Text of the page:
A Few Ways To Get Better GWT Compile Times

We have dozens of GWT modules here at GT Nexus.  To many, that statement will raise red flags and perhaps accusations of questionable architecture, but the fact is that we have a very large product suite and implementing products in their own modules is working very well for us.

The downside of this design is that compiling all our GWT modules takes a very, very long time, even on modern silicon (and germanium, etc.).

The Google Web Toolkit team is aware of how long compiles take, however their emphasis is on enhancing the user experience; if that comes at the expense of a longer compile for developers, that’s OK with them. For instance, they claim that “an extra 30 seconds of compiler time is worth it to get a 5% improvement in code size.”  I appreciate that perspective, but I also want faster compiles!

To start, there are two things that you can do with a modern multi-core machine to speed up your compiles; I do not have these in my notes from Google IO 2010, but they are well-advertised in the GWT community. Namely:

  • If you are using Ant, use the <parallel> tag to compile modules in parallel.  This can yield phenominal results.
  • Use the GWT -localWorkers argument to use multiple threads during compilation.

In addition, the GWT team recommends:

  • Use two module definitions for each module; for instance, “MyProject.gwt.xml” and “MyProjectDev.gwt.xml,” and tune the “Dev” version to compile with Pretty formatting, for one browser (if possible), and other common methods for speeding up the compiler
  • Use the -draftCompile  compiler flag to avoid complicated optimizations (for development)
  • Use pretty output for development

Their non-compiler-related suggestions are:

  • Use better hardware.
  • Use RAID/SSD
  • Use -server JVM flag and more memory

In addition, there are capabilities in the GWT compiler that have not yet been exposed or well documented.  For instance, there is support for parallelized and clustered builds by using the precompiler and certain “CompilePerms.”  See the Google IO 2010 presentation linked to below for more information on this option.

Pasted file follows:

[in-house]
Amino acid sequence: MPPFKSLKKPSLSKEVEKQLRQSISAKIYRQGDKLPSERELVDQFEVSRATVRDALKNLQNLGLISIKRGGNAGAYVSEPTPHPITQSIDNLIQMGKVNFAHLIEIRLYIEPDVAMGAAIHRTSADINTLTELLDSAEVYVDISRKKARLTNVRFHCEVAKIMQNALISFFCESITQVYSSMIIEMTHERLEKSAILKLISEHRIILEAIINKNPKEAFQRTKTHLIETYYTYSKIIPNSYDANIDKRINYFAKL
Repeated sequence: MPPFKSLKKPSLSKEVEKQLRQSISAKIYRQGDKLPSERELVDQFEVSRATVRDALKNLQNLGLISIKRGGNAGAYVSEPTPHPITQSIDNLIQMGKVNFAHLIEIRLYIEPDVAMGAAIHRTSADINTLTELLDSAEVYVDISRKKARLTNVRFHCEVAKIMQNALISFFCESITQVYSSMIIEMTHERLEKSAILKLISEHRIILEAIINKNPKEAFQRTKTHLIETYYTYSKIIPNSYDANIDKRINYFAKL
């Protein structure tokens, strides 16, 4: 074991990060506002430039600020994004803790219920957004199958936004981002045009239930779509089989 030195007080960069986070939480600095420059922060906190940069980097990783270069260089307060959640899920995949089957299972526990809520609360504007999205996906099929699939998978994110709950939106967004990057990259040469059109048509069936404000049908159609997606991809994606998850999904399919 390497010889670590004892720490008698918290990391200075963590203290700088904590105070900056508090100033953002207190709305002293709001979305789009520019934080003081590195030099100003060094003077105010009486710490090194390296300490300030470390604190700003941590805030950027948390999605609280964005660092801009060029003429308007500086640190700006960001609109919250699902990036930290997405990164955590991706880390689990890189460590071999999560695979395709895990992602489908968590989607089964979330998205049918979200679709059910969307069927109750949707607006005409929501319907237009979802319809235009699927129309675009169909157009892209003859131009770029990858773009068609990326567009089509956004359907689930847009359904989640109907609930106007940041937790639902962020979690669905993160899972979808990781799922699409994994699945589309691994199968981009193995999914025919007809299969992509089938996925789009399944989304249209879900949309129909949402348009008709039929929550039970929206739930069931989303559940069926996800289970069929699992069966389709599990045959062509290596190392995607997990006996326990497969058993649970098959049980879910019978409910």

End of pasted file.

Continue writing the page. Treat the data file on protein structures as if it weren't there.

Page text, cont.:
Beyond that, the old standby is to identify the modules that you are not interested in compiling and comment them out.  That is perhaps the most effective tool we currently have in our environment to speed up our compiles, short of not compiling the GWT modules at all.

The GWT compiler often works some wonderful magic, but that magic comes at the price of slow compile times.  We have had varying success with these techniques, but the GWT team appears to be aware of them and will hopefully toss us a bone in the future to help developers become even more productive with their toolkit.


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6 Responses to A Few Ways To Get Better GWT Compile Times

  1. [...] product is currently a single GWT module, however, which required us to do some investigation into methods for reducing compile times. We are developing methods for merging related modules, but the impact to client performance must [...]

  2. Simon says:

    And this is why I’m reluctant to do much with GWT. We *do* use it in our product, to the extent that it adds half an hour to a clean build, even after being made to run parallel. Better hardware isn’t exactly helpful advice – we’re already running the best quad-core workstations money could buy (as of a year ago), with a bucket-load of memory.

    And so while individual modules can be changed without too much pain, anything in common code means at least half an hour downtime just to compile, never mind running tests…

  3. Jim says:

    GWT compilation has definitely become the biggest component of our regular build cycle, and it is an issue. Structural changes, such as some of the options recommended in Ben Northrup’s article, can help this, but compiling a collection of independent modules is an issue and Google has not really come up with a good answer yet.

  4. [...] RE: Widget compiling on ant takes long! Answer (Unmark) 5/4/12 10:19 PM as a reply to Madz R. Most of the time is spent by the GWT-compiler on analyzing the sourcecode (it must look through all files to identify all dependencies) and compiling the code to all permutations – this is for all supported languages and all supported browsers. To reduce the compile-time during development, you can tell the compiler to create only one permutation: Your favorite language in your favorite browser. For achieving this, you need to edit your widgetset-definition; add the following line to only compile for Firefox:1<set-property name="user.agent" value="gecko1_8" />More tricks might be found here. [...]

  5. [...] productivity to require the continuous compilations of a 50,000+ LOC client library with the not exactly lightning fast GWT compiler. I therefore plan to provide a precompiled JavaScript client library rather than a GWT [...]

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